3. Or, don’t get on the same page. Some campus leaders (like me) are tied to norms, to procedures, to relationships cultivated over years—quite frankly, to the status quo. We tend to be cautious, pragmatic, and bound to networks that may promote inaction. When the KSU AAUP chapter held an open faculty forum about how to respond to Olens’s possible appointment, we had varying opinions. Only fifty faculty members showed up—from a faculty numbering over 1,200—to discuss one of the most direct threats to our values we had seen in over a decade. Although most attendees opposed Olens’s appointment on both procedural and substantive grounds, the general conclusion at that forum was that we should accept Olens’s appointment and work to ensure that our principles, which had been ignored in his selection, were embraced by his administration. Others, however, fought on. Alumni filed petitions, students and faculty members protested, and lawsuits were even brought, all without the formal participation of the AAUP chapter. Although our membership was sympathetic with these actions, it voted against joining them. But these actions maintained a sense of immediacy, and in other circumstances might well have proved decisive. Depending on your circumstances, you might find that multiple approaches suit your needs well, or that your AAUP chapter is the appropriate body through which to channel direct action.

4. Forge a relationship with the media. From the first whispers of the possibility of a political appointment (including our May 23 letter), chapter members asked me if I would go to the media. The letters that I and other faculty leaders sent were not secret, but I did not forward them to the media. In hindsight, this may have been a mistake. However, our precarious position as nonunionized faculty in a state controlled largely by one political party meant that media relations contained great risks, both personally and professionally. When a reporter from the Journal-Constitution called me to comment on our letters, I froze. I had not sought a public confrontation. Other leaders, including rank-and-file chapter members, sought out media coverage, writing articles and op-eds with eloquent statements. They spoke of their own volition. As chapter president, I did not view it as my role to do so without authorization from our membership. Strong media allies might have helped our cause. But the media seemed more interested in the political machinations behind the appointment than in the merits of the appointment itself. The local newspaper (the Marietta Daily Journal) was a supporter of Olens from his time as county commission chair and has deep-seated hostility toward the academic class in its suburban midst. The Journal-Constitution confirmed our suspicions about the origins of an Olens appointment, but it was far more concerned with the impact on state-level politics (especially who would be the next attorney general) than it was with the qualifications of the next president of the second-largest university in Georgia. In the right circumstances the media may be your friend. But I would argue that if they are only neutral, they will serve the interests of the powerful.

5. Get help from other actors. Faculty are not universally viewed through a sympathetic lens. A Marietta Daily Journal column described us as a group “composed of tenured professors who can say and do whatever radical thing they want without fear of termination.” Even more difficult, especially in institutions that do not have union representation, is that few avenues of substantive protest exist in which faculty can engage that do not harm students. Talks of faculty walkouts and withholding letters of recommendation are public-relations killers that harm only those we aim to protect: students. As much as possible, find sympathetic leaders from the community who can make cogent arguments for process over politics. Foundation and business leaders and prominent university supporters and benefactors will have far greater sway over politically motivated policy makers—not to mention headline-happy media outlets— than will faculty leaders. Organize and cultivate these relationships in advance, because events will move faster than relationship-building allows. The formal process for the selection of Olens as president lasted only nine days.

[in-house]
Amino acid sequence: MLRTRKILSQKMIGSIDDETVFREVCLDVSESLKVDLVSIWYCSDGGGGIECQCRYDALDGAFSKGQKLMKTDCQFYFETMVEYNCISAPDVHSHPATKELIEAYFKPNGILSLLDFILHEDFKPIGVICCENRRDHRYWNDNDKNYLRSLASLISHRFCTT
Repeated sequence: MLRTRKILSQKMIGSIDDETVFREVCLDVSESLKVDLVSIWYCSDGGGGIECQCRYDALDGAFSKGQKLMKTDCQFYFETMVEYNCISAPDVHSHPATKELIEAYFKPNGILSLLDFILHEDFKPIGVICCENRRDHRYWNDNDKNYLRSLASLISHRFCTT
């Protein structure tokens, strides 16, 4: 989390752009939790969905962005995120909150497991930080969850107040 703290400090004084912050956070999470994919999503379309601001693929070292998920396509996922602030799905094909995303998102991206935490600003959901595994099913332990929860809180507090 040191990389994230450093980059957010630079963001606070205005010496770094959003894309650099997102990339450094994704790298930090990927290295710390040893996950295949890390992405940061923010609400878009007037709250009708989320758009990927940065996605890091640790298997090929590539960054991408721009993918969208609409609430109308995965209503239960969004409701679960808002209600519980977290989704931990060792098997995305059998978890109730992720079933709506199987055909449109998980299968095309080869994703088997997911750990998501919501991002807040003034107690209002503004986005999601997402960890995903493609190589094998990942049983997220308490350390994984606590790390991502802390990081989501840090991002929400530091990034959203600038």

6. Advocate for specific procedures free from political influence. Start now! Learn the rules for your institution and your system. Who actually has the authority to appoint a president or chancellor? Are there exceptions to the norm? How can the rules be changed? Is your process as protected as you believe it is? Review the fine print of your search and appointment procedures and work now to change them instead of having to learn painful lessons when it is too late.


Events at KSU, in the University of North Carolina system, and elsewhere reveal that academic governance is an increasingly political process. Faculty searches tend to operate in an intentional manner that values input, evidence collection, multiple interviews, and a relatively open and deliberative process that emphasizes quality over swiftness. We in academia tend to approach governance like rivers pursue the ocean— using the natural terrain, following the path of least resistance, carving rock over long periods, working to reach our goals in (relative) harmony with the other actors around us. Politics, as we know, operates in a different world, where tweets, cable-news scrolls, and unsubstantiated rumors quickly become “fact,” often without careful deliberation. Politically motivated actors, if they have access to the levers of power, will use them swiftly and efficiently. They use power like a flash flood—overpowering existing barriers, pummeling dams in their way, and ripping away boulders and sandbags alike without concern for the damage they leave in their wake. Like flash floods, their terms are finite (elections are always approaching!) and will recede, but you must be prepared for the onslaught or it will sweep away your norms and processes too. We at KSU made the mistake of assuming that the norms of the river remained. I urge you to learn from our experiences and prepare for the flash floods that are coming.     

Andrew Pieper is associate professor of political science and undergraduate coordinator of the political science program at Kennesaw State University. He has served on the executive committee of the Kennesaw State AAUP chapter since 2010 and is currently serving a two-year term as chapter president. His e-mail address is [email protected].